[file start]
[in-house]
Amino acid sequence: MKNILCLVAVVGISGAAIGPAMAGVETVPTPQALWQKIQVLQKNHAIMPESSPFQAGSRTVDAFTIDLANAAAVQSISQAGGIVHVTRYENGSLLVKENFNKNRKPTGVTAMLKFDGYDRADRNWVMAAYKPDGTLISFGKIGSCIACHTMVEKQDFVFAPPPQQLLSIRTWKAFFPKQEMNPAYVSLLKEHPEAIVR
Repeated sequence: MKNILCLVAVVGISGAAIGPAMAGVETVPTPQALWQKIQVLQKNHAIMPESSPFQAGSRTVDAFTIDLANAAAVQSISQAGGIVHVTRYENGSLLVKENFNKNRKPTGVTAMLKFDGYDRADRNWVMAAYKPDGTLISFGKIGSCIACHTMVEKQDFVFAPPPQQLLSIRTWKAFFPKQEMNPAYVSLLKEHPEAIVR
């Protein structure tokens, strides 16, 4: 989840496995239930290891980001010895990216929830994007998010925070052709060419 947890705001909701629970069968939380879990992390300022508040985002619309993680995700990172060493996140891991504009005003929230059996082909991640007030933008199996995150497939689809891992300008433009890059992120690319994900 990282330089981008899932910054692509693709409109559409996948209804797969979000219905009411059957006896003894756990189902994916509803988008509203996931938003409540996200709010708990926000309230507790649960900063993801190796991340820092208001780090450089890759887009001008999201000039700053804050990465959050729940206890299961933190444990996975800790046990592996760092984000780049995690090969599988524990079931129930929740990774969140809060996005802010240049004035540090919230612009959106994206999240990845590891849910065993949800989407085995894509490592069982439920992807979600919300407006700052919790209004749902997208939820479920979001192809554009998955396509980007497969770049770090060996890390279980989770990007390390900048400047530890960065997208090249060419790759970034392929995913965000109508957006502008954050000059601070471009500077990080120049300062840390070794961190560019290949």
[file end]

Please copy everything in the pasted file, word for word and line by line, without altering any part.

[in-house]
Amino acid sequence: MKNILCLVAVVGISGAAIGPAMAGVETVPTPQALWQKIQVLQKNHAIMPESSPFQAGSRTVDAFTIDLANAAAVQSISQAGGIVHVTRYENGSLLVKENFNKNRKPTGVTAMLKFDGYDRADRNWVMAAYKPDGTLISFGKIGSCIACHTMVEKQDFVFAPPPQQLLSIRTWKAFFPKQEMNPAYVSLLKEHPEAIVR
Repeated sequence: MKNILCLVAVVGISGAAIGPAMAGVETVPTPQALWQKIQVLQKNHAIMPESSPFQAGSRTVDAFTIDLANAAAVQSISQAGGIVHVTRYENGSLLVKENFNKNRKPTGVTAMLKFDGYDRADRNWVMAAYKPDGTLISFGKIGSCIACHTMVEKQDFVFAPPPQQLLSIRTWKAFFPKQEMNPAYVSLLKEHPEAIVR
């Protein structure tokens, strides 16, 4: 989840496995239930290891980001010895990216929830994007998010925070052709060419 947890705001909701629970069968939380879990992390300022508040985002619309993680995700990172060493996140891991504009005003929230059996082909991640007030933008199996995150497939689809891992300008433009890059992120690319994900 990282330089981008899932910054692509693709409109559409996948209804797969979000219905009411059957006896003894756990189902994916509803988008509203996931938003409540996200709010708990926000309230507790649960900063993801190796991340820092208001780090450089890759887009001008999201000039700053804050990465959050729940206890299961933190444990996975800790046990592996760092984000780049995690090969599988524990079931129930929740990774969140809060996005802010240049004035540090919230612009959106994206999240990845590891849910065993949800989407085995894509490592069982439920992807979600919300407006700052919790209004749902997208939820479920979001192809554009998955396509980007497969770049770090060996890390279980989770990007390390900048400047530890960065997208090249060419790759970034392929995913965000109508957006502008954050000059601070471009500077990080120049300062840390070794961190560019290949």